May 19, 2019

Amplify: Longing for the emancipation of old age
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The author first started having "old-lady fantasies" when her mom retired.
Lately, I’ve been indulging in an unexpected kind of fantasy.

Sometimes, I imagine I’m lying by a pool in the hot sun, devouring a book in a single go. Other times, I dream of wandering through a European city with my husband, or hiking in the mountains with my girlfriends. Sometimes – and these are the best times – I fantasize about having nothing to do at all, with days of sweet boredom spread before me like a buffet.

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No matter where these daydreams take me, the important thing is this: I am always old when I get there. Not old-old, mind you, but a hale and healthy 65 or so, with few responsibilities and even fewer @$%!s left to give.

I’m Kelly Grant, a health news reporter with The Globe and Mail. I am also the mom of three busy boys, ages 8, 6 and 3.

I started having these old-lady fantasies about two years ago, when my mom retired. She and my dad are now living their best lives. Mom paints. Dad golfs. They spend their winters in a Florida retirement community that sounds like a college campus without the exams or binge-drinking.

My in-laws, meanwhile, are in better shape in their 70s than I am at 39. They just booked a last-minute hike across England because, hey, why not? Being old rules.

On one level, I know my thirst for retirement living is just a longing for free time, a scarce commodity when you’re a full-time working mother. (I cooked up most of this essay in my head at a 7 a.m. hockey tryout last weekend.)

On a deeper level, my fantasies are about the more elusive brand of freedom that Mary Pipher illuminates in her new book, Women Rowing North: Navigating Life’s Currents and Flourishing as We Age, which I’ve been reading in 10-minute snatches before bed.

Pipher, a Nebraska psychologist, describes early on in her memoir how the locker-room atmosphere changed when she switched from the gym at the university where she taught to a gym geared toward seniors.

In the university locker room, the twentysomething women seemed “stressed and unhappy” as they talked to one another about their weight, studies and relationships, while crouching to hide their bodies as they undressed.

“In my new locker room,” Pipher writes, “we older women walk around unselfconsciously naked or in utilitarian underclothes or swimsuits. Our bodies are saggy with plenty of stretch marks, wrinkles, and cellulite, but do we care? Not much.”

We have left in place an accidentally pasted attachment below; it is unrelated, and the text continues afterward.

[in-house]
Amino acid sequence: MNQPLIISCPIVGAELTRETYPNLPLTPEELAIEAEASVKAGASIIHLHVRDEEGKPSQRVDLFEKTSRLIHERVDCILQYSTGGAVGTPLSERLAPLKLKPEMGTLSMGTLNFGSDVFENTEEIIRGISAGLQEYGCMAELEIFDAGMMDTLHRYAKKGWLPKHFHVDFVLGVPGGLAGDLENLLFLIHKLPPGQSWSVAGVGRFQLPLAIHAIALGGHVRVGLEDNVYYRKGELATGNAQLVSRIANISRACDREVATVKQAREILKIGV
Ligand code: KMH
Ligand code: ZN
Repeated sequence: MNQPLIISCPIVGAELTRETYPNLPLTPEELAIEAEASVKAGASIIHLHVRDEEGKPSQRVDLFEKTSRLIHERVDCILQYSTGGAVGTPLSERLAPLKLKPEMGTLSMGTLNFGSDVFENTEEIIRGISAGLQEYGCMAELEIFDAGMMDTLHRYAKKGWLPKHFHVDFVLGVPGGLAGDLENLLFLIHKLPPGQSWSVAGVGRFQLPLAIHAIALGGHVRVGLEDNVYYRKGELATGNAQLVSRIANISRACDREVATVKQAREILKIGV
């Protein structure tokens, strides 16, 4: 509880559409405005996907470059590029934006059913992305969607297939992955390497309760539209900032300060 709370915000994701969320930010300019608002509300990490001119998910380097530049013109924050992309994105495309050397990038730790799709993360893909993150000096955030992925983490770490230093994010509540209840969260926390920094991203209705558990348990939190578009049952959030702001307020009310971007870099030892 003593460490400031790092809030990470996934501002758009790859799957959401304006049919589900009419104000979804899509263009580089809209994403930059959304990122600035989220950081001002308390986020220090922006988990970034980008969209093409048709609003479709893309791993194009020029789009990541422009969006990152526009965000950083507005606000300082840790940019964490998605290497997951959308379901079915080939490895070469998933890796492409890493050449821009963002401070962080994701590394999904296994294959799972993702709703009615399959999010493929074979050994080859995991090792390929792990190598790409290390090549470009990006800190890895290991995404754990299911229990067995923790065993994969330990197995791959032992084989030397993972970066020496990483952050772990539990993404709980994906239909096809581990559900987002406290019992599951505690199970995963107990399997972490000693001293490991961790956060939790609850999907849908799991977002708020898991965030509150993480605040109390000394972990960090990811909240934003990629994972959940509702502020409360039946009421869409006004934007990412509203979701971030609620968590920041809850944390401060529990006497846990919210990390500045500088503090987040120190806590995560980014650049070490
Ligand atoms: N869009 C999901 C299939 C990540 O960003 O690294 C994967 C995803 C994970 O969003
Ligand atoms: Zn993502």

In an appearance on NPR’s Fresh Air, Pipher explained to host Terry Gross – who, at age 68, is still at the top of her professional game – why so many surveys and studies find that women in their 60s and 70s are the happiest demographic.

If healthy, these women enjoy some of the same freedoms of their youth, but with the wisdom to appreciate them. They’ve raised children, built careers and lost people they loved. They know that some things matter and some don’t – least of all saggy bottoms and stretch marks.

Some older women, armed with perspective and time after years in the domestic trenches, blossom creatively, as my colleague Elizabeth Renzetti wrote in a wonderful column about old-lady writers earlier this year. If Katherine Ashenburg can publish her first novel at 72, perhaps there’s hope for me yet.

Or maybe, with age, I’ll discover my rebellious side. The feminist icon Gloria Steinem, now 85, wrote back in 1983 that, “women may be the only group that grows more radical with age.” Right now, I’m hard-pressed to find the time to fight political injustice and smash the patriarchy. Just give me a couple of decades.

I know how paradoxical my fantasies sound. We’re raised to fear old age. And is it any wonder? Much of what can come with aging isn’t exactly pleasurable.

When our looks fade and our sexual powers wane, we become invisible. We can expect to be ignored by bosses and trampled by younger colleagues. We can expect to be cast aside, like a worn-out pair of sneakers.

Is it weird that I want to be the old gym shoes? Not to me. How liberating it must be to care not a whit about your waist size or your clothes or your place on the career ladder. How emancipating it must be to think mostly of long marriages and cherished friendships, of books and travel and writing and grandchildren. How wonderful it must be to have the gift of time.

As I see it, there are only two problems with my old-lady reveries. The first is that I might not be fortunate enough to grow old in good health, or to grow old at all. The second is that I don’t want to wish away the middle years of my life, especially considering what delightful little puppies my sons are right now

If Mary Pipher or my mom were to read this, they’d probably tell me to savour this time in my life. If I were 65, I’d probably be wise enough to listen.


What else we’re reading

Ever optimistic that I’ll find more time to read, I always keep a few books on my bedside table. Right now, I’m interspersing my Mary Pipher with chapters of New Yorker staff writer Patrick Radden Keefe’s Say Nothing: A True Story of Murder and Memory in Northern Ireland. Built around the stories of two women enmeshed in The Troubles – one a top IRA member, the other a widowed mother of 10 who disappeared during the conflict – the book reads so much like a thriller that I keep consulting Radden Keefe’s meticulous endnotes to reassure myself it’s not fiction. If you’re not ready to commit to the book, you can read The New Yorker story that birthed it. But really, get the book.

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